Crystal Ballroom (Portland, Oregon)

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For other places with the same name, see Crystal Ballroom (disambiguation).
Cotillion Hall
Portland Historic Landmark[1]
Crystal Ballroom distant - Portland Oregon.jpg
Crystal Ballroom (Portland, Oregon) is located in Portland, Oregon
Crystal Ballroom (Portland, Oregon)
Location 1332 W Burnside Street
Portland, Oregon
Coordinates 45°31′22″N 122°41′06″W / 45.522755°N 122.684864°W / 45.522755; -122.684864Coordinates: 45°31′22″N 122°41′06″W / 45.522755°N 122.684864°W / 45.522755; -122.684864
Built 1914
Architect Robert F. Tegan
Architectural style Romanesque Revival
Governing body Private
NRHP Reference # 79002130
Added to NRHP 1979

Crystal Ballroom, originally built as Cotillion Hall, is a historic building in Portland, Oregon, United States. Cotillion Hall was built in 1914 as a ballroom, and dance revivals were held there through the Great Depression. Starting in the 1960s, the hall has also been host to many popular pop, rock, folk, blues and jazz artists, as well as beat poetry and other entertainment.


Originally owned by Montrose Ringler, the ballroom fell victim to heavy persecution of jazz and dance and Ringler lost the ballroom in the early 1920s. The ballroom was bought by Dad Watson in the mid-1920s, and largely held square dances during that period. After Watson's death in the 1930s, Ralph Farrier bought the ballroom and renamed it the Crystal Ballroom. He continued in Watson's footsteps, holding square dances through the 1950s.

In the early 1960s, due to flagging revenues, new acts were brought in, such as gypsy brass bands and R&B performers, such as James Brown, Marvin Gaye, and Ike & Tina Turner.

In 1967, largely psychedelic acts such as the Grateful Dead, Blue Cheer, and The Electric Prunes performed in the ballroom. This was cut short in 1968, due to concerns about what such music was doing to the youth of Portland.

Entrance to the building

From the 1970s through the mid-1990s, the ballroom was not used for any public events. It became a residence for squatters, artists and bohemians, who used it as studio space, and occasionally private invite-only parties were given. In 1979, the building was listed on the National Register of Historic Places as Cotillion Hall.

In 1997, the ballroom was re-opened by McMenamins, featuring a bar/restaurant on the first floor, a brewery and a new dance floor on the second floor, and the restored main ballroom on the third floor. The main ballroom features a mechanical "floating" dance floor, thought at the time of its building to be the only one on the West Coast, and is potentially the only one still in existence in the United States.[2]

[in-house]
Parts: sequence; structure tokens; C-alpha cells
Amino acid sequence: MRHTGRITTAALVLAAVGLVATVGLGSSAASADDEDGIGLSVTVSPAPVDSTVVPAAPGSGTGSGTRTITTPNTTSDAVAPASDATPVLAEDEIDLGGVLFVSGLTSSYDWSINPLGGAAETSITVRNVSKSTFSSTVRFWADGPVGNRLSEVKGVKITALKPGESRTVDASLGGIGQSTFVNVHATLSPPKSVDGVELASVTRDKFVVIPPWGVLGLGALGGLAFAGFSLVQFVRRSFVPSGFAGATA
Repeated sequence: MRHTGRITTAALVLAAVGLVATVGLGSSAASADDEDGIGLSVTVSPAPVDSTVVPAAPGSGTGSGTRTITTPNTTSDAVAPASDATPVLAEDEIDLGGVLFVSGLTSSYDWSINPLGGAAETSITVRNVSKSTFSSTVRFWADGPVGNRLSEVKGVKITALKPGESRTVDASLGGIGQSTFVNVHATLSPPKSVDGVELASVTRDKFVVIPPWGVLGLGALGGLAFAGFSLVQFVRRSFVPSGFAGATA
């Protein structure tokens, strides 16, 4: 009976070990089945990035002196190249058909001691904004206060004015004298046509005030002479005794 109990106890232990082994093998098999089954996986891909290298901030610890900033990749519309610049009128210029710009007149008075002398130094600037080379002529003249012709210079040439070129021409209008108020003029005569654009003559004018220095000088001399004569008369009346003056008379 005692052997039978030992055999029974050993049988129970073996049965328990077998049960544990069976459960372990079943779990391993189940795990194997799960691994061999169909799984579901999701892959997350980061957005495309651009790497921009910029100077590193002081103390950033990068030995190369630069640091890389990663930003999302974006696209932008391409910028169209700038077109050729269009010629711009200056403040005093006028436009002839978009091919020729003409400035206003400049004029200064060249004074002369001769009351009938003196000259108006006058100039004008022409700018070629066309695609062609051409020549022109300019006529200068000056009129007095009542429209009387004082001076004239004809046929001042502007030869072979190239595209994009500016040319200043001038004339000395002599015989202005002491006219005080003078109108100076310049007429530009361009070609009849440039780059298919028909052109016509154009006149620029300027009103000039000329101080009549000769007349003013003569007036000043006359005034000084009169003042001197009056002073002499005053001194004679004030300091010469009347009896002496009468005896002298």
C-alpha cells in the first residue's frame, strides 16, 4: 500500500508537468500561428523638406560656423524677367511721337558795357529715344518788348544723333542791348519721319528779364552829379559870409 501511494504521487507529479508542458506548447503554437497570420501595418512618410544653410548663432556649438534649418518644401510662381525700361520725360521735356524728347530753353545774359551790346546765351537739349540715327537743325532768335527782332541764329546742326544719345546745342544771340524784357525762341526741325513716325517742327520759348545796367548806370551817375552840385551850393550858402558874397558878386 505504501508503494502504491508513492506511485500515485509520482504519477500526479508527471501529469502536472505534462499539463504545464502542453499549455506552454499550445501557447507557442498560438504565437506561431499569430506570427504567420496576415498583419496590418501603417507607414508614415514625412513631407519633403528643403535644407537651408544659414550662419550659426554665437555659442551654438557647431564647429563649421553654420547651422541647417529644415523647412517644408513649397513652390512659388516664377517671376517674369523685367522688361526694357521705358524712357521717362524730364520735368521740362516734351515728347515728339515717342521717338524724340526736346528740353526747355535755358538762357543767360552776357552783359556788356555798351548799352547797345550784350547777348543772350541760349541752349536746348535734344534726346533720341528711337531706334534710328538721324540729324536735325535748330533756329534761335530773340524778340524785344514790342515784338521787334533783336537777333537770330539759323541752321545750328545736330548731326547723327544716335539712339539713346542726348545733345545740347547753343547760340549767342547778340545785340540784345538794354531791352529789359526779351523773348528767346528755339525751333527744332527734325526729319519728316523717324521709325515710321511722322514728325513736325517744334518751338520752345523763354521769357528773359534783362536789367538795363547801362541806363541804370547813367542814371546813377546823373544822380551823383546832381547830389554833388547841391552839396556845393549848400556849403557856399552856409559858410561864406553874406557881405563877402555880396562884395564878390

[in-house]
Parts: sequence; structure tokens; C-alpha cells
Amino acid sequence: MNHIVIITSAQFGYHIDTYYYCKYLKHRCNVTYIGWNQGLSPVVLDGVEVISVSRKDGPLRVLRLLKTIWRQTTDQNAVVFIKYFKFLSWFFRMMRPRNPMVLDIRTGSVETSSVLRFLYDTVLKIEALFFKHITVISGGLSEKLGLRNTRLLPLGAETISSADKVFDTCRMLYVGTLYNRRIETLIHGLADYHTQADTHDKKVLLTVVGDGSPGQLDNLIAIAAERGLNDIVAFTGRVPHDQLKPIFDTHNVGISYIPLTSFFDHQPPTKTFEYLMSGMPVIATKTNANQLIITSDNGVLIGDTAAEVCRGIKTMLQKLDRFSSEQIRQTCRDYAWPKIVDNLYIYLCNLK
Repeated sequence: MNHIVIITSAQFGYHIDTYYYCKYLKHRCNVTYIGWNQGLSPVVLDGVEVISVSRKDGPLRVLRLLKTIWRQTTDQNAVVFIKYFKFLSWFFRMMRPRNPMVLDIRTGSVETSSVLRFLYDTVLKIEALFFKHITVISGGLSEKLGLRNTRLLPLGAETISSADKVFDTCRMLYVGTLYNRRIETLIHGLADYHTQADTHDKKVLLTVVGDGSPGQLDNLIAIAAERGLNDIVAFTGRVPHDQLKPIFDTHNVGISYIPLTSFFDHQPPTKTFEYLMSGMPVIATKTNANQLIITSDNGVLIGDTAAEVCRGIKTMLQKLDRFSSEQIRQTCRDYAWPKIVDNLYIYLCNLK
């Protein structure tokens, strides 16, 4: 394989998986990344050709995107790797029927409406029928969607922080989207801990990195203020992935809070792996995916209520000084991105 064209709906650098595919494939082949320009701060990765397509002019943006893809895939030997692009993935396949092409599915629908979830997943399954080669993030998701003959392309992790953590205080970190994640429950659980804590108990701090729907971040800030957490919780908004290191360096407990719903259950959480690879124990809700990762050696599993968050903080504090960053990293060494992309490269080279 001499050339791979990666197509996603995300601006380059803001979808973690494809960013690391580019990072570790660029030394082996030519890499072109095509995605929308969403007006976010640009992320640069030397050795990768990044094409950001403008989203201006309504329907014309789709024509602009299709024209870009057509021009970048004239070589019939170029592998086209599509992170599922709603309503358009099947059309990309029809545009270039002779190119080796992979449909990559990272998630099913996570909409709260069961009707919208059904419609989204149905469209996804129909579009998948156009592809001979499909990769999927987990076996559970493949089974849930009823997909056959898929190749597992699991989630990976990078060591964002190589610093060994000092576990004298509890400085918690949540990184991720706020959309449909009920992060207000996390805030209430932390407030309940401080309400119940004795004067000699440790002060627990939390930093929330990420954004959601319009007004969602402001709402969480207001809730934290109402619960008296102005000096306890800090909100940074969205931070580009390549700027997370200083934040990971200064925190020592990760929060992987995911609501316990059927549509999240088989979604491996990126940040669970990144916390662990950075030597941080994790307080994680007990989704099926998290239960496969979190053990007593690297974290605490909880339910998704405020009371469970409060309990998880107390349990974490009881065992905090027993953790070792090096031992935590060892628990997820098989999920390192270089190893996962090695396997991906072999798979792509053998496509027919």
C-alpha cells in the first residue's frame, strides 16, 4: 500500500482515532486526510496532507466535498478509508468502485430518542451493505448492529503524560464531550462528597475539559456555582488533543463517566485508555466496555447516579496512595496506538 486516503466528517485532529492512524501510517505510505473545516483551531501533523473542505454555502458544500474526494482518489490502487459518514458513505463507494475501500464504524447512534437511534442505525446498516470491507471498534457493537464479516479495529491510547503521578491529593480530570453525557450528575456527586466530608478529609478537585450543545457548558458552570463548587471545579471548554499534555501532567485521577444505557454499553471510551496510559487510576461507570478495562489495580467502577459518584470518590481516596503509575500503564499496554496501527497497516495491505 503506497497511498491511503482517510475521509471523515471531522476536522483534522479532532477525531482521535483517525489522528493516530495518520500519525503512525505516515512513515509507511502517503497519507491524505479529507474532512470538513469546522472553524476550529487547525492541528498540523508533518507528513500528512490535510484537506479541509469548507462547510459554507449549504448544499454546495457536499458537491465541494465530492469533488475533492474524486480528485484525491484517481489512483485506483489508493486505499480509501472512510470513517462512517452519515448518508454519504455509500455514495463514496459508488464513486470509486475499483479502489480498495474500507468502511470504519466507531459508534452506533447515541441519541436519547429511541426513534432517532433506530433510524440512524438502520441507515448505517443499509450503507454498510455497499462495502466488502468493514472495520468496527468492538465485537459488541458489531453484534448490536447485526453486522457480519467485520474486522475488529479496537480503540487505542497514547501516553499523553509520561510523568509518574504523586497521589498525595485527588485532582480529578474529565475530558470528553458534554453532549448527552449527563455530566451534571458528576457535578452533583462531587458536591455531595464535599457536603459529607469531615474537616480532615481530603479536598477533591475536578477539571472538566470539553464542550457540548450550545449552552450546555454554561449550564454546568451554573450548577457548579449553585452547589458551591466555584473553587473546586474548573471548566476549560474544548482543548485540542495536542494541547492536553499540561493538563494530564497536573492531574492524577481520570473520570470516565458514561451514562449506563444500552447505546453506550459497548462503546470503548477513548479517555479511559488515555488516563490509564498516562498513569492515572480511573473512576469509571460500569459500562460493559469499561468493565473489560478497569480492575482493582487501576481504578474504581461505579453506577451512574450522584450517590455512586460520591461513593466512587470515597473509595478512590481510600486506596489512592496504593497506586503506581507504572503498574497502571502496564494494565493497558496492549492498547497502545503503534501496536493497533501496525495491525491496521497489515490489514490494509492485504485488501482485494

In 2000 or 2001 a large 20'x20' square opening was cut into the center/middle edge of the main ballroom floor to make additional fire exits in order to sell more tickets for live music events. This is potentially the only hole of its kind in a "floating" dance floor still in existence in the United States.

There are ballroom dance lessons each Sunday[3] available to the public.

During the early hours of April 14, 2014, the ballroom was evacuated during a show by Schoolboy Q due to a possible crack in a support beam.

Urban legend concerning Jimi Hendrix[edit]

An urban legend in the Portland area purports that on April 5, 1965, Little Richard fired guitarist Jimi Hendrix onstage during a concert at the ballroom, allegedly for lack of skill. This alleged incident has been played up in marketing literature for the ballroom published by McMenamins.[4] It is known that Little Richard did play the Crystal on that date, and that Hendrix was in his touring band for much of 1965.[5] In addition, the two men did have a rocky relationship, with Hendrix leaving and rejoining the tour several times. However, there is no documented evidence that Hendrix played with Little Richard on that particular date, or that Little Richard fired any musicians onstage that day (Hendrix or otherwise). In addition, Hendrix would appear with Little Richard at shows in other cities later that same month, and he had a well-established reputation as a guitarist by that point in his career.


The Crystal Ballroom—the third floor of the building—has high ceilings, a balcony, grand chandeliers, murals, and wide floor-to-ceiling arched windows.[3]

The room can be rented for group meetings of up to 1,000 people[6] or, in concert configuration, up to 1500 standing persons or 850 seated.[7]


  1. ^ Portland Historic Landmarks Commission (July 2010), Historic Landmarks -- Portland, Oregon (XLS), retrieved October 31, 2013 .
  2. ^ "Ringler's History" (PDF). McMenamins. Retrieved March 25, 2015. 
  3. ^ a b The PDX Guy. "Crystal Ballroom Portland - Bust A Move!". Uniquely Portland. Retrieved March 25, 2015. 
  4. ^
  5. ^
  6. ^ "McMenamins-Crystal Ballroom". Eventective Inc. Retrieved March 25, 2015. 
  7. ^ "Crystal Ballroom: Promoter Info". McMenamins. Retrieved March 25, 2015. 

External links[edit]